write that as X to the -P. X to the negative P, dX. And let me just focus on this, and we'll just remember that we're
gonna have to take the limit as M approaches infinity I don't wanna have to keep writing that over and over again. So let's think about what this is, so there's a couple of conditions; we know that P is greater than zero, but there's two situations
right over here: there's one situation
when P is equal to one. If P is equal to one,
then this is just the integral of one over X, and so this thing is going to be the integral of ln of X, and we're gonna go from one to M, and so this would be the natural log, of M minus the natural log of one, well E to the zero power is
one, so the natural log, I'll write it out, the natural log of one, but the natural log of one is just zero, so in this special case,
I guess we can say, when P equals one, this integral, from one to M, comes down to the natural log of M. Now let's think about the situation where P does not equal one, well there we're just
kind of reversing the power rule that we learned in basic differentiation. So we'd increment that exponent, so it'd be X to the negative P plus one, and we can even write that as X to the one minus P,
that's the same thing as negative P plus one, then we would divide by that. So one, minus P. We are gonna go from one to M, and so this is going to be equal to, we could write this as M to the one minus P, over one minus P minus, one to the one minus P, over one minus P. So now let's state the limits, so remember this integral,
we won't take the anti-derivative or the
definite integral here, but then we want to take the limit here as M approaches infinity. So what is the limit as
M approaches infinity, of natural log, of M? Well if M goes unbounded to infinity, well the natural log
of that is still going to go to infinity. So when P equals one, this
thing doesn't converge, this thing is just unbounded. So, P equals one, we diverge. So we know that. So now let's look over here, let's think about the limit as M approaches infinity, of this expression right over here. And the only part that's
really effected by the limit, is the part that has M, so we could even write
this as, we could take this one over one minus P out of this, we could say one over one minus P, times the limit as M approaches infinity, of M to the one minus P, and then separately we can subtract one to the one minus P, for any exponent that's just gonna be one, over one minus P. Is that right? Yeah no matter what exponent I put up here one to any power is going to be one. And so the interesting thing about whether it converges or not is,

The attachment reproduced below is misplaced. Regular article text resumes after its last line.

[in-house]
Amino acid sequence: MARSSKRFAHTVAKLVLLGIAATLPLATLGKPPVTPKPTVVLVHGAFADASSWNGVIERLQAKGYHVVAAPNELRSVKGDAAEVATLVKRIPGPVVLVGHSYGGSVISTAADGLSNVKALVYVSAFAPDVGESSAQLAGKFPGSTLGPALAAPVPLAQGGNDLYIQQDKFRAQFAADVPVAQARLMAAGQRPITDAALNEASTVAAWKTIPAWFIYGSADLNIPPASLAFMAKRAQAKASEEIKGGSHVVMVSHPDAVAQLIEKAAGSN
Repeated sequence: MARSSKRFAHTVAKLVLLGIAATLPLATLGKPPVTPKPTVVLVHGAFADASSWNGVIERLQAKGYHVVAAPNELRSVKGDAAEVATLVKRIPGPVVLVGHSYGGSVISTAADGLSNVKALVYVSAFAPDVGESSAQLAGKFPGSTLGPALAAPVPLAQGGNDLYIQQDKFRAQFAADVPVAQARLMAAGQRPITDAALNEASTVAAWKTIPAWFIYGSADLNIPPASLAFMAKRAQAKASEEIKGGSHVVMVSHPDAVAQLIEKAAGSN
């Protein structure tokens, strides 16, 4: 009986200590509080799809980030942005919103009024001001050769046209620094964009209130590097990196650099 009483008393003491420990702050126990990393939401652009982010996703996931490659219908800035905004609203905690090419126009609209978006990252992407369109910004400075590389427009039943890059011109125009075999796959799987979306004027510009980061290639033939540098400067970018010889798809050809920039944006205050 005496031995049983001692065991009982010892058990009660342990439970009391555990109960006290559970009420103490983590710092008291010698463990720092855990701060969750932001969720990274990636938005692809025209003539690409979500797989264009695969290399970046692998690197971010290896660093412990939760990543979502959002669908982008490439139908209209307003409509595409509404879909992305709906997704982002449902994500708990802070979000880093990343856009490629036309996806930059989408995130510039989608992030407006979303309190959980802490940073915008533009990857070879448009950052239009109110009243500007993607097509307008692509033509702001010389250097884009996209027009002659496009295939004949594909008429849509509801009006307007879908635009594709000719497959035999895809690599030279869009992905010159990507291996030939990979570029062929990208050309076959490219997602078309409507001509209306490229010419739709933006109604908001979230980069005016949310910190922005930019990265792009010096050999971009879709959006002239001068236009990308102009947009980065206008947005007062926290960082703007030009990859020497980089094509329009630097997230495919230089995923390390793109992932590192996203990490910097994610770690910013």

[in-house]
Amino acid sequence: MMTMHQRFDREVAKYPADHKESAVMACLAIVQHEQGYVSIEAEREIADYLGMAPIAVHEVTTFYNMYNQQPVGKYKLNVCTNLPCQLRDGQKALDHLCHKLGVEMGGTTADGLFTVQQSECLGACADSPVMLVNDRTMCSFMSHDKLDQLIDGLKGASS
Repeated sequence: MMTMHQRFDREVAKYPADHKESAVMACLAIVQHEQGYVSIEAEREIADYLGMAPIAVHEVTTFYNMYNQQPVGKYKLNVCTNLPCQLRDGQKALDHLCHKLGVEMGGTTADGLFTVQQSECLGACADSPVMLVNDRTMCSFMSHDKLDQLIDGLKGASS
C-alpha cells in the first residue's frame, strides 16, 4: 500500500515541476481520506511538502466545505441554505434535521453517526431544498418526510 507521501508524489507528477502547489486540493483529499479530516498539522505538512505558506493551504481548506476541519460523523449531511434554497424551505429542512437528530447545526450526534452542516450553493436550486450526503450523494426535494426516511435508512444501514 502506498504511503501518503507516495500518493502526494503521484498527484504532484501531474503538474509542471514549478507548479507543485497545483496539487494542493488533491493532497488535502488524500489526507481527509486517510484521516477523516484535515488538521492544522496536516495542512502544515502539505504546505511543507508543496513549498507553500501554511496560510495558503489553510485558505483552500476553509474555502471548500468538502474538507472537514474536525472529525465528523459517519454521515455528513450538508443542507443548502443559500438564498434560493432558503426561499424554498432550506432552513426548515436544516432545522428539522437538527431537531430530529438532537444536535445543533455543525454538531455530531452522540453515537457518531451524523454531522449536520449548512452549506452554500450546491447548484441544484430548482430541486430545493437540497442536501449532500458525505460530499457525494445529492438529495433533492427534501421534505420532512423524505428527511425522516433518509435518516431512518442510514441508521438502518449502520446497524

this part of the expression. And it's all going to
depend on whether this exponent is positive or negative. If one minus P is greater than zero, if I'm going to infinity and I'm taking that thing to a positive exponent, then this is going to diverge. So in this situation we diverge, and one minus P is greater than zero we can add P to both sides, that's the situation, that's the same thing as one being greater than P, or P being less than one, we are going to diverge. So far we know that P is
going to be greater than zero, and we saw if P
is one, or if it's less than one, we're gonna diverge. But if this exponent right
over here is negative, if one minus P is less than zero, well think about it, then it's gonna be one over M to some positive exponent, is one way to think about it. So as M approaches infinity, this whole thing is going to approach zero. So this is actually
going to be a situation where we converge, where
we get to a finite value. And so we add P to both sides, we have one is less than P, we converge. So there you have it, we have established, this integral is going to converge only in the situation where P is greater than one. P>1 you're going to converge. And if zero is less than P
is less than or equal to one, you are going to diverge. And those are then the exact, cause this, our p-Series converges if and only if, this integral converges. And so these exact same constraints apply to our original p-Series. Our original p-Series converges only in the situation where P is greater than one, then we converge. And if zero is less than P
is less than or equal to one, we diverge, there you go.

AP® is a registered trademark of the College Board, which has not reviewed this resource.